Alzheimer's Reading Room
As many of you may know, I am spending my summer at the Alzheimer’s Disease Center at Boston University. I am being exposed to many different facets of Alzheimer’s disease, Alzheimer’s testing, Alzheimer’s caregiving, and Alzheimer research. Yesterday, I had the opportunity to participate in a HOPE (Health Outreach Program for the Elderly) luncheon, where I was asked to present about PuzzlesToRemember.
One nice older woman came up to me and said, “I want to thank you for your presentation and your work. I need to do it now, because in a few minutes, I won’t remember it.”
How difficult it must be to realize that you understand something right now, but that in a few moments, it will escape you!!
Another older woman came up and tried to “help me” put on a cap that they gave me as a gift. She said she would help “make it fit on your big head.” She obviously received great pleasure from helping a younger person.
There were many, many participants who either had early Alzheimer’s or were caregivers to those with Alzheimer’s. Yet, they were all there with the hope of helping others.
Today, I learned about many Studies at the ADC that are actively recruiting participants. Below are three different Caregiver Studies:
Enrollment ongoing for adults of any age who provide care to someone diagnosed with AD.
“This is a 5-week intervention study that examines whether an educational intervention with caregivers can reduce behavioral problems in patients with Alzheimer’s disease (AD) and improve caregivers’ emotional well-being. Includes weekly sessions on AD, its symptoms, and tips for improving communication and interactions. The individual with AD is not involved in this study.”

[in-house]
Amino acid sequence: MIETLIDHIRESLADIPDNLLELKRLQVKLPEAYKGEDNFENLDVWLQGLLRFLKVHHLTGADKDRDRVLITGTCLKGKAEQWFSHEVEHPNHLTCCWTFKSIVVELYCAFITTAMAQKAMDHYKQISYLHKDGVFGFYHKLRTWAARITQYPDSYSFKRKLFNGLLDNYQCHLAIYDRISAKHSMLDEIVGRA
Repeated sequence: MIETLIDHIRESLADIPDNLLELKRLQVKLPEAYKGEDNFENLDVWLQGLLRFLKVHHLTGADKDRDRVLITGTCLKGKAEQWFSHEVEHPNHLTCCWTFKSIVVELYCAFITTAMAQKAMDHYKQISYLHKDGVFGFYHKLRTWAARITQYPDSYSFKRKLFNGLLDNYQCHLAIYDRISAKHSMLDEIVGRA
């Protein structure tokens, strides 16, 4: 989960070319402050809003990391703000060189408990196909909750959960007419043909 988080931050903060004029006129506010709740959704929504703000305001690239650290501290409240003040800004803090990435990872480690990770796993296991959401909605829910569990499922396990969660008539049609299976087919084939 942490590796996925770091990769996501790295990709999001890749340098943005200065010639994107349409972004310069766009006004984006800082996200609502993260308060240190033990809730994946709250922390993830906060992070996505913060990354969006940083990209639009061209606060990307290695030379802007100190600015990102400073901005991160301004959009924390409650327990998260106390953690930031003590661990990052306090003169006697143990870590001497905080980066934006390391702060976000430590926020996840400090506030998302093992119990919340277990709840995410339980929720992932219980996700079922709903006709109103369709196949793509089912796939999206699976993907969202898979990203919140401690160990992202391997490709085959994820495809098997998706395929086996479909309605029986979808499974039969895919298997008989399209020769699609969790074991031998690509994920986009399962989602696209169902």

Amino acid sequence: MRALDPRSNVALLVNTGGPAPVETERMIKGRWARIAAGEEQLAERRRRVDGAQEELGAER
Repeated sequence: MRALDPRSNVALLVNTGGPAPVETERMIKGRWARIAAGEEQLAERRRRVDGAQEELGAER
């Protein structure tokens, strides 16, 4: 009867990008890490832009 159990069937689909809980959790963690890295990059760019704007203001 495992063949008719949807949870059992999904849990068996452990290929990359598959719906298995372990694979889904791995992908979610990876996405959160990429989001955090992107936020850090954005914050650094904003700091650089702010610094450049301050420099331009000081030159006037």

At Boston Medical Center. Enrollment ongoing for Adults age 60+ who provide care for someone diagnosed with AD.
“This study looks at how caring for a person with dementia affects one’s physical and emotional health. Caregivers attend one face-to-face interview for four years where they will be asked questions about their health and about the person they care for, along with a blood draw and a urine sample.”
Home Safety Education
Visits are conducted in participants’ homes. Enrollment ongoing for AD or related dementia patients and their caregivers.
“This study compares two types of education to find out if they help caregivers make home safety modifications. Eligible participants include person with AD (or related dementia) and caregivers living with a person with AD (or related dementia). This study includes two home visits for data collection and safety education over 12 weeks. After 3 months, each participant is offered the alternative education."
If you live in Eastern Massachusetts and would like to participate in these Caregiver Studies, contact the Boston University Alzheimer’s Disease Center at 617-414-1078.
Max Wallack is a student at Boston University Academy. His great grandmother, Gertrude, suffered from Alzheimer's disease. Max is the founder of PUZZLES TO REMEMBER. PTR is a project that provides puzzles to nursing homes and veterans institutions that care for Alzheimer's and dementia patients.
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Original content Max Wallack, the Alzheimer's Reading Room